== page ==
We still have to put cages around the tomatoes and put up the wire for the green beans to grow up on (it's easier to pick them when they are up off the ground). That's will be another day's project. However, this year the green bean rows are much further apart so when they are big I don't have to crawl along on the ground under the vines to pick the beans, like I did last year. Seems as though the planting person (Hubby) put those rows of beans too close together and it was awful trying to pick them. Once I picked beans without a long sleeve shirt and I was itching all over from being in those bean vines, plus I'm paranoid about snakes, so it's harder trying to pick beans and look for those monsters!!!!
I know, I know, you are asking what are we going to do with all the veggies out of this garden. Well, we'll eat green beans until we turn green and eat tomatoes until the inside of our mouths are raw (from all the acid) and we'll grill the squash. Then, we'll can the rest to enjoy during the winter. Have you ever had home canned Georgia tomatoes in the winter with cornbread. It's a gourmet meal fit for a king. There is something about Georgia soil that makes those tomatoes oh so delicious! That's why we don't eat tomatoes during the winter--no taste to them.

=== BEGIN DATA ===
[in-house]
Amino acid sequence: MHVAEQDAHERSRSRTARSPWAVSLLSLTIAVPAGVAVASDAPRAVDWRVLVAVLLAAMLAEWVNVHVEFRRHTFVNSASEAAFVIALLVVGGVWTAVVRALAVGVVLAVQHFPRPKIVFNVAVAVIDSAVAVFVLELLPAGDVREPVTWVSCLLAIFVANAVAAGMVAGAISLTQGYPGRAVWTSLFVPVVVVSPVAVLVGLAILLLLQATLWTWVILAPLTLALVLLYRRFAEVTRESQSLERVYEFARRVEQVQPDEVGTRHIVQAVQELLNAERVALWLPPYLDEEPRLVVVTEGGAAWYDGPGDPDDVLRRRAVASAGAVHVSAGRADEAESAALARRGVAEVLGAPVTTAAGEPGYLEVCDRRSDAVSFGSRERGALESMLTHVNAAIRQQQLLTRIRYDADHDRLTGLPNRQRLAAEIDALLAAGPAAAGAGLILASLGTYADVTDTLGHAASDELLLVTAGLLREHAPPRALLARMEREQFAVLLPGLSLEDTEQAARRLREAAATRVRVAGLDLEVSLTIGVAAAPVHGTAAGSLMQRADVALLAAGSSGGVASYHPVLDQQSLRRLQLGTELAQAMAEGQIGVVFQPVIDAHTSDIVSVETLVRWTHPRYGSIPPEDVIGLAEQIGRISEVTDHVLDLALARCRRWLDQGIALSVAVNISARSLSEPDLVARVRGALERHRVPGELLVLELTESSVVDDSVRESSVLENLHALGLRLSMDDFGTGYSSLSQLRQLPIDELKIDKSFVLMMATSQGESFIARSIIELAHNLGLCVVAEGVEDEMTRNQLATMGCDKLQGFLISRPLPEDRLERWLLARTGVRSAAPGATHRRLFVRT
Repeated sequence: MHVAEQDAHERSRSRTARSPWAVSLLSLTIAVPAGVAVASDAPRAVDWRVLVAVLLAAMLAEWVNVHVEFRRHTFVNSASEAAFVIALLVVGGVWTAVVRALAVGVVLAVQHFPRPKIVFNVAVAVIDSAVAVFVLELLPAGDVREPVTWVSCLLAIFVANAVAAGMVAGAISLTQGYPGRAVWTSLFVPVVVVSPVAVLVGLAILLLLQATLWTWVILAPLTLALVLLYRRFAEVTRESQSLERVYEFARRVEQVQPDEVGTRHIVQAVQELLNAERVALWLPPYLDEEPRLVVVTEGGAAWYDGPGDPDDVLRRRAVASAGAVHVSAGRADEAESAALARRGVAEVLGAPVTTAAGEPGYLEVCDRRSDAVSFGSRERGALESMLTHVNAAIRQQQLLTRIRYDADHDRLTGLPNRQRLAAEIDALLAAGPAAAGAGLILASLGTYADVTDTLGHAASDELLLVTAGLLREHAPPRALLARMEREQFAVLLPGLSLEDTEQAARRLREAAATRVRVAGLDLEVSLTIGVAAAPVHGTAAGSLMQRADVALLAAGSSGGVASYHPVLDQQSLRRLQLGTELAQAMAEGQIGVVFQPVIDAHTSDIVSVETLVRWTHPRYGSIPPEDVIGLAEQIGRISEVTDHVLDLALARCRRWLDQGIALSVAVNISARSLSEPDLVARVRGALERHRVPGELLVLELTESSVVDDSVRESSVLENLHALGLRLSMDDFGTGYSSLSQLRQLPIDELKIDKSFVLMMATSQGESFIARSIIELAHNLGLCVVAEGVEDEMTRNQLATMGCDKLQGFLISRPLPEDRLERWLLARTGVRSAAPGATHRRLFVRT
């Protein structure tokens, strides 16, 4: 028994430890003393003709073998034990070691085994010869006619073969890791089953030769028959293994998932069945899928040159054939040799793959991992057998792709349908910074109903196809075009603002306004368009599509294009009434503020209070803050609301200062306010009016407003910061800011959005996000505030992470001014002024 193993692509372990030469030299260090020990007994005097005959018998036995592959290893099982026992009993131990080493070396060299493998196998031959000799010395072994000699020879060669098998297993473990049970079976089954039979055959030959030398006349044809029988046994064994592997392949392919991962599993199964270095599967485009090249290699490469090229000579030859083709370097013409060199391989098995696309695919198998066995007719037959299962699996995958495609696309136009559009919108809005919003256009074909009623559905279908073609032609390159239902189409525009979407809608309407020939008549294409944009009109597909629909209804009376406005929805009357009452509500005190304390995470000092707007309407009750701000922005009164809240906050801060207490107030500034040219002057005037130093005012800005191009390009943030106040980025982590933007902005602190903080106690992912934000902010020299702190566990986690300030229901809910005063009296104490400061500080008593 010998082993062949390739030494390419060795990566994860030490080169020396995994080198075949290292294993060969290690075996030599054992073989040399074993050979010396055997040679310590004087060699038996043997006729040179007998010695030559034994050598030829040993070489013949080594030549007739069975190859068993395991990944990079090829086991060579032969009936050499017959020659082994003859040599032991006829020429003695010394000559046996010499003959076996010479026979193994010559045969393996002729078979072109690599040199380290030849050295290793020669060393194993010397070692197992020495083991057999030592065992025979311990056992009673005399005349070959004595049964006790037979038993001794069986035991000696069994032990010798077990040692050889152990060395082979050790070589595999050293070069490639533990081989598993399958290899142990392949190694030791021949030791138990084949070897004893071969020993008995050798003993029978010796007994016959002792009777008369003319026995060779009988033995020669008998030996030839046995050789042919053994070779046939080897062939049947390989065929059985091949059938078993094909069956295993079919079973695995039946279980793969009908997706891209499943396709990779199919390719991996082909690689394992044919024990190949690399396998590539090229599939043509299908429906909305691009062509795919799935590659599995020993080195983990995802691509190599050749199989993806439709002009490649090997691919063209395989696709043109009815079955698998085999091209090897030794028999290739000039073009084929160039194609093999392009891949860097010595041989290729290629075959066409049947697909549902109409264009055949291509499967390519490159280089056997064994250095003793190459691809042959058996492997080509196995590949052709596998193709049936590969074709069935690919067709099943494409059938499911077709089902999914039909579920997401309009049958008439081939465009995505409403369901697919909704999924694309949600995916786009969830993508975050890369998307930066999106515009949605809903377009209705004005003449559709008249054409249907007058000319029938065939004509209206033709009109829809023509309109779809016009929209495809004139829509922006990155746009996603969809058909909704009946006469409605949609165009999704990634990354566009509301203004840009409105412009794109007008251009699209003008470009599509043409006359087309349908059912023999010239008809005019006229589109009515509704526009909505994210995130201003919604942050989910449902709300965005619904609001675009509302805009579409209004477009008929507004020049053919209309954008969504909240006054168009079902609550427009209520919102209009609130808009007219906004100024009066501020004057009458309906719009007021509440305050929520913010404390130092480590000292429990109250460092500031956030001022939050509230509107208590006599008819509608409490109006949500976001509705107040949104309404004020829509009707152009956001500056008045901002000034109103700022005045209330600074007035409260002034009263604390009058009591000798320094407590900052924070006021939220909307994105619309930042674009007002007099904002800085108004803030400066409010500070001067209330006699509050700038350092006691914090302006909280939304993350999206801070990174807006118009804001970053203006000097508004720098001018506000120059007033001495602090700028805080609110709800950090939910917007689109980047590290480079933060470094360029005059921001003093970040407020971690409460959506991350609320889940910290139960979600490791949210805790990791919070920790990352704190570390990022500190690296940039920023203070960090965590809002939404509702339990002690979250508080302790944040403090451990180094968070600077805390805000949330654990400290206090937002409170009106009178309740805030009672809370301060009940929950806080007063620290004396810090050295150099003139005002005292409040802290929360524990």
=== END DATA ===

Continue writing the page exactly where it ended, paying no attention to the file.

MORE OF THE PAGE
Speaking of those monsters, I was walking from the workshop to the house just last week and there it was, a snake crawling across the walkway. I immediately started screaming for Hubby. I didn't want it to escape and I didn't have anything to use to kill it. I'm not sure what it was, but it's head was pointed, which from my Internet search, is not a good thing. It was brown with some type of darker markings all down it's body. After lots of research on the net, I'm SURE it was a very poisonous snake! The disturbing fact, it was small, about 11-12 inches in length, so I'm considering it a baby. I know snakes don't just have one baby, so my concern is, where are the brothers and sisters? And what about the mama snake? These are great questions of concern. So, needless to say, I'll not be walking to the workshop in the dark any longer!!!!!!